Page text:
3. Offer Experiences for them and their family.  Most people work to provide for their family (or save up for the next holiday together).  Rather than offering typical incentives, give staff an incentive that offers an experience for them and their family.  This could include a weekend away at a hotel, a family dinner voucher or movie tickets. The added benefit is that their family members also get to benefit, which often builds loyalty even further.  

As many of you know I will be speaking at the Future of Leadership Series in August & September this year occurring across Australia and New Zealand.  You can get a 10% discount by putting in the code FOLSPEAK when you register. Click here to find out more.

Are You Upgrading Your Customers to Business Class?

This week on my way to the US for work I received a pleasant surprise from Qantas when I checked in for my flight – they had upgraded me to Business Class. For anyone that’s done the long 14-hour flight from Sydney to LA, having a seat in Business Class is a wonderful way to travel.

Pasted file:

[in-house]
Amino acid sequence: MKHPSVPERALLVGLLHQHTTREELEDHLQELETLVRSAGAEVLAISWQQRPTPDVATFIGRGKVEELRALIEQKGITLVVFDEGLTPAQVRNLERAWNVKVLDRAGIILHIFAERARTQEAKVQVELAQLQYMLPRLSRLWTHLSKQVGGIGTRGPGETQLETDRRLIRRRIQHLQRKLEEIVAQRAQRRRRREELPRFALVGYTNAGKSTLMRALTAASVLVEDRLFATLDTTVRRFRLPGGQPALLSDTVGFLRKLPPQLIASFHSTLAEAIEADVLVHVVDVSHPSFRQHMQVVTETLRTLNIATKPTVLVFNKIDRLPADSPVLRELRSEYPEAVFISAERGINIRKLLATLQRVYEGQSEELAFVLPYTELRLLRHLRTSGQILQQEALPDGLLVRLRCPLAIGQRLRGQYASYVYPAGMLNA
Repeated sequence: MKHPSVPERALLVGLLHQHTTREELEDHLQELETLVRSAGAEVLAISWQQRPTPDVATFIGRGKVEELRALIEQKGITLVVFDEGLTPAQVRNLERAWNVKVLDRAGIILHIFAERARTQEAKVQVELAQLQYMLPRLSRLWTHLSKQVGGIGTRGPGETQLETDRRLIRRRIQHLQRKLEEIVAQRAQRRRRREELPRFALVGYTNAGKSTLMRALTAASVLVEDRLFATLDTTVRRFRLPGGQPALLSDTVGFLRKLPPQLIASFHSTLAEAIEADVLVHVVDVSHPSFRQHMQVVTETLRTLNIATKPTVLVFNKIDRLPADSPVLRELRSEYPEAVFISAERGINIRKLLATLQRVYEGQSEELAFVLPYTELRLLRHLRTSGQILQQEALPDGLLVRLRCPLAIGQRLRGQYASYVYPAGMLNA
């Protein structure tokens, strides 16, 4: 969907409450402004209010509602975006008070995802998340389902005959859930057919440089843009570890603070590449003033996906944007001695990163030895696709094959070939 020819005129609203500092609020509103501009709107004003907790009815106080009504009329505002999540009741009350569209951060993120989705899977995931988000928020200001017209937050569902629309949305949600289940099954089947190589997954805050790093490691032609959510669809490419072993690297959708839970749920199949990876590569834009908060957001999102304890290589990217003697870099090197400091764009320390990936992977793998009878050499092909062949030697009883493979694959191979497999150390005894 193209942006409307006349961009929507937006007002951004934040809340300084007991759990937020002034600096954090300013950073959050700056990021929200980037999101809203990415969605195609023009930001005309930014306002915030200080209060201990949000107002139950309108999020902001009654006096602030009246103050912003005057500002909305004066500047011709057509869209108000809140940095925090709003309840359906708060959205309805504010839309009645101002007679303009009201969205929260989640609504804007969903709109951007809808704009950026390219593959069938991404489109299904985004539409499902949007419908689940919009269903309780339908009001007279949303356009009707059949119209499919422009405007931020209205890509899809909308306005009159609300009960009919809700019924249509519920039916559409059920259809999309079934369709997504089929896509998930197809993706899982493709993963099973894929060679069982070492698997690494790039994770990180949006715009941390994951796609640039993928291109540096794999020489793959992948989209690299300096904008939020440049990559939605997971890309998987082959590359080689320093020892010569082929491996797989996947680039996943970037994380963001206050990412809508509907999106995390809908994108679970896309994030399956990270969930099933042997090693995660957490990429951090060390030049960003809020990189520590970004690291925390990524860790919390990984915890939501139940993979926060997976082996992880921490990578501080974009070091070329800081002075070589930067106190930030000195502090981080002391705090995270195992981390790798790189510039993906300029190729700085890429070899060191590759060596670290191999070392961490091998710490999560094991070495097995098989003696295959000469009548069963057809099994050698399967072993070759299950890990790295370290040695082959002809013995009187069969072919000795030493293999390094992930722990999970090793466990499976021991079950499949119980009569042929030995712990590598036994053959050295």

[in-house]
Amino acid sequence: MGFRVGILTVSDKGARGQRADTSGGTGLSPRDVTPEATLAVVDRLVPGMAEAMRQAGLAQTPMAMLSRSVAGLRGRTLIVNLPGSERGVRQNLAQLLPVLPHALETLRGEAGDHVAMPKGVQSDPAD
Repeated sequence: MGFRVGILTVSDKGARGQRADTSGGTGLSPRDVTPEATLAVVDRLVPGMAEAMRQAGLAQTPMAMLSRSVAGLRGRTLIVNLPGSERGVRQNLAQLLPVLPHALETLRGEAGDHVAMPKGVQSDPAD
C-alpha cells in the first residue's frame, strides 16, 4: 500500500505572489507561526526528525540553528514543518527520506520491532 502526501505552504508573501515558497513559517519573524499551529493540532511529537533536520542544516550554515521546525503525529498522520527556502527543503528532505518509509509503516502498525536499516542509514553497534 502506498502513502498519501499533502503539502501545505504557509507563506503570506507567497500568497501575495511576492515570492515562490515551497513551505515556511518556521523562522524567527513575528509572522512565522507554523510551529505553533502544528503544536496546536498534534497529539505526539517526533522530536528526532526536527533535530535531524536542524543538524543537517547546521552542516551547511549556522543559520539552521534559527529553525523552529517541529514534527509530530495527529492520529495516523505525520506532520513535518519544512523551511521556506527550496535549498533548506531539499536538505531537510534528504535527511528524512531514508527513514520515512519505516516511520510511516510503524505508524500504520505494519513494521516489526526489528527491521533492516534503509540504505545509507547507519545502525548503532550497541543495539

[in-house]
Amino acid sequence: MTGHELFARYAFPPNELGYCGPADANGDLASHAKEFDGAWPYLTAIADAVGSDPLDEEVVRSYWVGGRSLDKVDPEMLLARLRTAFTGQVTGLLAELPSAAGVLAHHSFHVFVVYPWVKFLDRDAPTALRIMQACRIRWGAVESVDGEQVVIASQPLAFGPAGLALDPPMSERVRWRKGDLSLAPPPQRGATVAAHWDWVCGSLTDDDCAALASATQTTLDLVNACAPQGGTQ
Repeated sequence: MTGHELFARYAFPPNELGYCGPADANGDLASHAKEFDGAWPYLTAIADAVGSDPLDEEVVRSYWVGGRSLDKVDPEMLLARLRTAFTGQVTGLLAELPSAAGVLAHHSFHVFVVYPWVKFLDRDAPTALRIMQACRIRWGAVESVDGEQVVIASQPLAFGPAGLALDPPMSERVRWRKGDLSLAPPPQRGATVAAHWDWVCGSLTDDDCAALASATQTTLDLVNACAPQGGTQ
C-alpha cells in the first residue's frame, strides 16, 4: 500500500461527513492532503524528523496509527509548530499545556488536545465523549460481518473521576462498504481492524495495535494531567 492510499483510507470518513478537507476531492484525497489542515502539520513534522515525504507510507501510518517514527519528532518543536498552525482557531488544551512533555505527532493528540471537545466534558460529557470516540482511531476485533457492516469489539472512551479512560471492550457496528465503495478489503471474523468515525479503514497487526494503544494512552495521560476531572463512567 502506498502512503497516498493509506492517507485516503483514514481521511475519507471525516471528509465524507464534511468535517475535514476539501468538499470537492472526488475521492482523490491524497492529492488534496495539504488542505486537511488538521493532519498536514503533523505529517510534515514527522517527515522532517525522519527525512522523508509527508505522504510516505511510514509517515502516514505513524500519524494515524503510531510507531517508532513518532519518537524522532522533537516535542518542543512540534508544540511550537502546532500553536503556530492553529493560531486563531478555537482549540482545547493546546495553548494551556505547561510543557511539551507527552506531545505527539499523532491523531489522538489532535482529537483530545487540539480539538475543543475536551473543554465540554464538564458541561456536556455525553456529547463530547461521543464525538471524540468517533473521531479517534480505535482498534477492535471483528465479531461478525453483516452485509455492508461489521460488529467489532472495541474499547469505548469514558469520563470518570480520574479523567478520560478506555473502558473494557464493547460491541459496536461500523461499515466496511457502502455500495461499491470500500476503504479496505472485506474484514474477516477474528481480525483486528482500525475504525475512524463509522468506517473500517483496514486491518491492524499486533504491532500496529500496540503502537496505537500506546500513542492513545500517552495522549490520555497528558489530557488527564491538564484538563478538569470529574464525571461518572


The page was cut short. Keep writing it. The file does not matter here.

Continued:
I guess the question is why did Qantas upgrade me? Simply – loyalty. They know that I spend a very large part of my schedule flying around Australia and the world and that my preference is to fly their airline (it’s the best in the world!) They also know that the business traveler spends a significant amount of money with the airline and will often stay loyal if they are receiving value and being looked after. 

So what does your business do to reward loyalty? Do you have a customer tracking system that allows you to identify your loyal customers and look after them? What is your staff doing to improve the customers’ experience?

Strategies to Reward Customer Loyalty:

  1. Ask them. Rather than guessing what your loyal customers would want to be rewarded with, ask them. You will find that often what you thought they’d want and what they really want may be different. There is nothing worse than providing something that your loyal customers would not view as valuable.